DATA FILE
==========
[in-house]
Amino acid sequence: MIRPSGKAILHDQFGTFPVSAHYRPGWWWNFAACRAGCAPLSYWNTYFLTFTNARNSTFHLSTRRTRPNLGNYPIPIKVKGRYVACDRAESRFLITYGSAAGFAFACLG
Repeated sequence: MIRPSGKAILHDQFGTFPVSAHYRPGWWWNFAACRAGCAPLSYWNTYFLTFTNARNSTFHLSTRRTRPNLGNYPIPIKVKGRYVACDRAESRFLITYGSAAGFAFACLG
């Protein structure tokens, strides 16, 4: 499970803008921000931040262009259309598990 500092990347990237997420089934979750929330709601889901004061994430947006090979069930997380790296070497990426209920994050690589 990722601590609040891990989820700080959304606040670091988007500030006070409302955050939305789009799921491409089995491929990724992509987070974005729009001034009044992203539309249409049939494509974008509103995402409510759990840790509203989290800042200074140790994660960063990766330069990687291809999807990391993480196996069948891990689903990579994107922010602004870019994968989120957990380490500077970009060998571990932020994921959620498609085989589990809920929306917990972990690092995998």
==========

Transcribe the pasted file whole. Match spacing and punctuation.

[in-house]
Amino acid sequence: MIRPSGKAILHDQFGTFPVSAHYRPGWWWNFAACRAGCAPLSYWNTYFLTFTNARNSTFHLSTRRTRPNLGNYPIPIKVKGRYVACDRAESRFLITYGSAAGFAFACLG
Repeated sequence: MIRPSGKAILHDQFGTFPVSAHYRPGWWWNFAACRAGCAPLSYWNTYFLTFTNARNSTFHLSTRRTRPNLGNYPIPIKVKGRYVACDRAESRFLITYGSAAGFAFACLG
């Protein structure tokens, strides 16, 4: 499970803008921000931040262009259309598990 500092990347990237997420089934979750929330709601889901004061994430947006090979069930997380790296070497990426209920994050690589 990722601590609040891990989820700080959304606040670091988007500030006070409302955050939305789009799921491409089995491929990724992509987070974005729009001034009044992203539309249409049939494509974008509103995402409510759990840790509203989290800042200074140790994660960063990766330069990687291809999807990391993480196996069948891990689903990579994107922010602004870019994968989120957990380490500077970009060998571990932020994921959620498609085989589990809920929306917990972990690092995998």